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World’s Largest Grain Storage Plan in Cooperative Sector

 

 General Studies 3

 Syllabus: Agriculture – Cooperative Societies

 

Source: PIB

 Context: The Union Cabinet approved the constitution and empowerment of an Inter-Ministerial Committee (IMC) for the facilitation of the “world’s largest grain storage plan in the cooperative sector” by the convergence of various schemes of the Ministries of Agriculture and Farmers Welfare, Consumer Affairs, Food and Public Distribution and Food Processing Industries.

Implementation The Ministry of Cooperation will implement a pilot project in at least 10 districts to gather regional insights for nationwide implementation. An IMC will modify guidelines and implementation methodologies for creating infrastructure at Primary Agricultural Credit Societies (PACS) using available schemes.
Schemes for Convergence Ministry of Agriculture and Farmers Welfare

 

Agriculture Infrastructure Fund, Agricultural Marketing Infrastructure Scheme, Mission for Integrated Development of Horticulture, Sub Mission on Agricultural Mechanization.
Ministry of Food Processing Industries Pradhan Mantri Formalization of Micro Food Processing Enterprises Scheme, Pradhan Mantri Kisan Sampada Yojana.
Ministry of Consumer Affairs, Food and Public Distribution Allocation of food grains under the National Food Security Act, Procurement operations at Minimum Support Price.
Benefits The plan aims to address the agricultural storage infrastructure shortage and enable PACS to function as procurement centres, fair price shops, custom hiring centres, and processing units.

It will reduce food grain wastage, enhance food security, prevent distress sales, reduce transportation costs, and strengthen PACS.

Implementation Timeline National Level Coordination Committee was formed within one week of approval. Implementation guidelines are issued within 15 days of approval.

Portal for PACS linkage rolled out within 45 days of approval.

Implementation starts within 45 days of approval.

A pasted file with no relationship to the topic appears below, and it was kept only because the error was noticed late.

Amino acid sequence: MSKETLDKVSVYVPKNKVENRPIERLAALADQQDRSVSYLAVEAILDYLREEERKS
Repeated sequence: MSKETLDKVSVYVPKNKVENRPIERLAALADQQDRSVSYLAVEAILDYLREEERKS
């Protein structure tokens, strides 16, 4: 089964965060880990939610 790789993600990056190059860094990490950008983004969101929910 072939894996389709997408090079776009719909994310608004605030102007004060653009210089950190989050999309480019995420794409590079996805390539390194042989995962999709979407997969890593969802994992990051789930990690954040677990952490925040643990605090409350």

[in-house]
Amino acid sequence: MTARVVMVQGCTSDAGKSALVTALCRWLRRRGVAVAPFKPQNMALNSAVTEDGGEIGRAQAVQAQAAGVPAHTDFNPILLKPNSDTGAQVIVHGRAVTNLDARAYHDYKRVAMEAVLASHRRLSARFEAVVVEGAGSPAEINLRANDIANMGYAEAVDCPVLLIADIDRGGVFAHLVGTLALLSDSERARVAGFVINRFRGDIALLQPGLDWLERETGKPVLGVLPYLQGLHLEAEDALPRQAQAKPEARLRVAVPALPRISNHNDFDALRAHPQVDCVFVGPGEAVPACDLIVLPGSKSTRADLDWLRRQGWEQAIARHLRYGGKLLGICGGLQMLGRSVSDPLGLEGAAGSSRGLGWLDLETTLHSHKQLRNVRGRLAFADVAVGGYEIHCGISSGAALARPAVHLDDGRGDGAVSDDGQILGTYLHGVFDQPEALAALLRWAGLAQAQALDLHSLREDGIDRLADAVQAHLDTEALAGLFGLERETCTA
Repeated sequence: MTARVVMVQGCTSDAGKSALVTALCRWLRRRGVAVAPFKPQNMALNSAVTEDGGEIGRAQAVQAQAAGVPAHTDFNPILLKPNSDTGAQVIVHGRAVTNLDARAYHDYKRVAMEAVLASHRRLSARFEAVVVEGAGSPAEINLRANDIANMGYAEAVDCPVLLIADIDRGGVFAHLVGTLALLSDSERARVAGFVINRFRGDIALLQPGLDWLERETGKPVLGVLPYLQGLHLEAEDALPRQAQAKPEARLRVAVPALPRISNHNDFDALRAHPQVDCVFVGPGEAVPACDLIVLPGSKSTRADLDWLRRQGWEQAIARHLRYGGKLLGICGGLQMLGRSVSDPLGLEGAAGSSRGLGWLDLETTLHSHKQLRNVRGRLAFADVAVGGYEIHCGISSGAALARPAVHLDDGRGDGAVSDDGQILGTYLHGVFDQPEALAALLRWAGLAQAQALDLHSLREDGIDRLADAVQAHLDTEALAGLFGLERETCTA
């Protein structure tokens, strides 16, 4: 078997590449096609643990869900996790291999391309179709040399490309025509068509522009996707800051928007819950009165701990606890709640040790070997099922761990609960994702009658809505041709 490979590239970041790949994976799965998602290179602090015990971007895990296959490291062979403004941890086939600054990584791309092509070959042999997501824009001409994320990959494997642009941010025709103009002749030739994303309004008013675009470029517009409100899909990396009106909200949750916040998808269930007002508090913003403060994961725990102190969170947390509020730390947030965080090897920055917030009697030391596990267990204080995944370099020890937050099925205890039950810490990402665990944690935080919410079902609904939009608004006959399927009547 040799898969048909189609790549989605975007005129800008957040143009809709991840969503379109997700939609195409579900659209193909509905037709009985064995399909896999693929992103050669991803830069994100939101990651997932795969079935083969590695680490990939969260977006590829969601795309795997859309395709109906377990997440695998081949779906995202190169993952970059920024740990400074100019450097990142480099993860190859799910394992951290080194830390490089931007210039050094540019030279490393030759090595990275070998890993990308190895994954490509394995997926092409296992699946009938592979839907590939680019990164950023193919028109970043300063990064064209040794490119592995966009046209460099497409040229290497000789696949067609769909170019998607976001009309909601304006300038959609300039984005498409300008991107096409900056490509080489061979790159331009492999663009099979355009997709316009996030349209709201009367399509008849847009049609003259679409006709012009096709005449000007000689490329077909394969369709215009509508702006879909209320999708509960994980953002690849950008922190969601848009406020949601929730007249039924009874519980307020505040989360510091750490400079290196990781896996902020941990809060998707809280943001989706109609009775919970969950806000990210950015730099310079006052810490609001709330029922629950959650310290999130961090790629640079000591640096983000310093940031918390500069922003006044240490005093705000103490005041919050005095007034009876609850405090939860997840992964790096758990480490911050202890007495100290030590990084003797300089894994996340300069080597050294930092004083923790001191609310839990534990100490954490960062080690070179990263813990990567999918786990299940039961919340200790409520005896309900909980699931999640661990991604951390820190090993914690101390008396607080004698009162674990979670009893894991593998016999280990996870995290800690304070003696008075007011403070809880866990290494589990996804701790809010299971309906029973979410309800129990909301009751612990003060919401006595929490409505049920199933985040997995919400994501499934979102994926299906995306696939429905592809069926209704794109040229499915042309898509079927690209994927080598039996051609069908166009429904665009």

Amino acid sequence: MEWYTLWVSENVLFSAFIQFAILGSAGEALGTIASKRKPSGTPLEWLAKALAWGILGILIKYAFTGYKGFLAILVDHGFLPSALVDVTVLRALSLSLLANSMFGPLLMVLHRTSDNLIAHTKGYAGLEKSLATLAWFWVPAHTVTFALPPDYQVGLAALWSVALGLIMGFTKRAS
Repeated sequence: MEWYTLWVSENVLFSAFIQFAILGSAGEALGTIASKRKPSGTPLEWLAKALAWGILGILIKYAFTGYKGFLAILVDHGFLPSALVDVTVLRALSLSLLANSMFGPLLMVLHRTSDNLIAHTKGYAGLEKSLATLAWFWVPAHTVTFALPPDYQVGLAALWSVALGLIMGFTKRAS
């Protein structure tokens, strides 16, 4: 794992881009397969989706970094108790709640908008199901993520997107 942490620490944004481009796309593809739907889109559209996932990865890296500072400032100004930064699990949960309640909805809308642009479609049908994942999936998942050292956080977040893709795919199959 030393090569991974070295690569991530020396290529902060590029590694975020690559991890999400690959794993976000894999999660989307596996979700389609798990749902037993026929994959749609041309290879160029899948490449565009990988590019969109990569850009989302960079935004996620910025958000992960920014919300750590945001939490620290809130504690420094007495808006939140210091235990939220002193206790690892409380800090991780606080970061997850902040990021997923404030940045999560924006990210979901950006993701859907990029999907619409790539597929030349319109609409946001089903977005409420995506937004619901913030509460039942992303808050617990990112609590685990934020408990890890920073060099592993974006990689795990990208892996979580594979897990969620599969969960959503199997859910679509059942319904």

Challenges Associated with Food Grain Storage in India:

Examples
Insufficient storage facilities Lack of proper warehouses and godowns at the farm level, leading to the damage of grains by pests and insects.

For example, due to limited storage options, farmers may resort to storing grains in substandard structures or open spaces, making them vulnerable to infestations and spoilage.

Inadequate infrastructure Inefficient storage structures that are unsuitable for long-term grain storage, lead to spoilage and quality degradation. For instance, traditional storage structures like mud bins or jute bags may lack proper ventilation and insulation, causing moisture buildup and mould formation.
Poor maintenance An example would be the lack of regular cleaning, pest control measures, and repairs, leading to structural weaknesses and pest infestations.
Technological gaps Lack of advanced technologies for storage, such as moisture control systems and temperature regulation, which are essential for maintaining grain quality. For instance, the absence of proper moisture control systems can result in the growth of moulds, fungi, and aflatoxins, adversely affecting the quality of stored grains.
Inefficient logistics The lack of well-established transportation networks resulted in prolonged transit times and exposure to unfavourable environmental conditions.
Inadequate pest control The absence of effective pest control methods like fumigation or the use of insecticides can lead to significant grain damage and quality deterioration.
Inadequate funding Limited financial resources are allocated for the construction, maintenance, and modernization of storage infrastructure, hindering the improvement of storage facilities. This can result in a lack of funds for necessary repairs, upgrades, and expansion of storage infrastructure, exacerbating the existing challenges.

 

Conclusion:

The government’s initiative to establish a six-member committee, chaired by Shanta Kumar, aimed to provide recommendations for rationalizing the storage, procurement, and distribution of crops. The committee’s recommendations have the potential to drive positive changes and optimize the overall agricultural supply chain in the country.

 

About Ministry of Cooperation:

A separate ‘Ministry of Co-operation’ was created by the Central Government for realizing the vision of ‘Sahkar se Samriddhi’ (Prosperity through Cooperation) and to give a new push to the cooperative movement.

Significance of Ministry of Co-operation:

  • It will provide a separate administrative, legal and policy framework for strengthening the cooperative movement in the country.
  • It will help deepen Co-operatives as a true people-based movementreaching up to the grassroots.

 

Insta Links:

Ministry Of Cooperation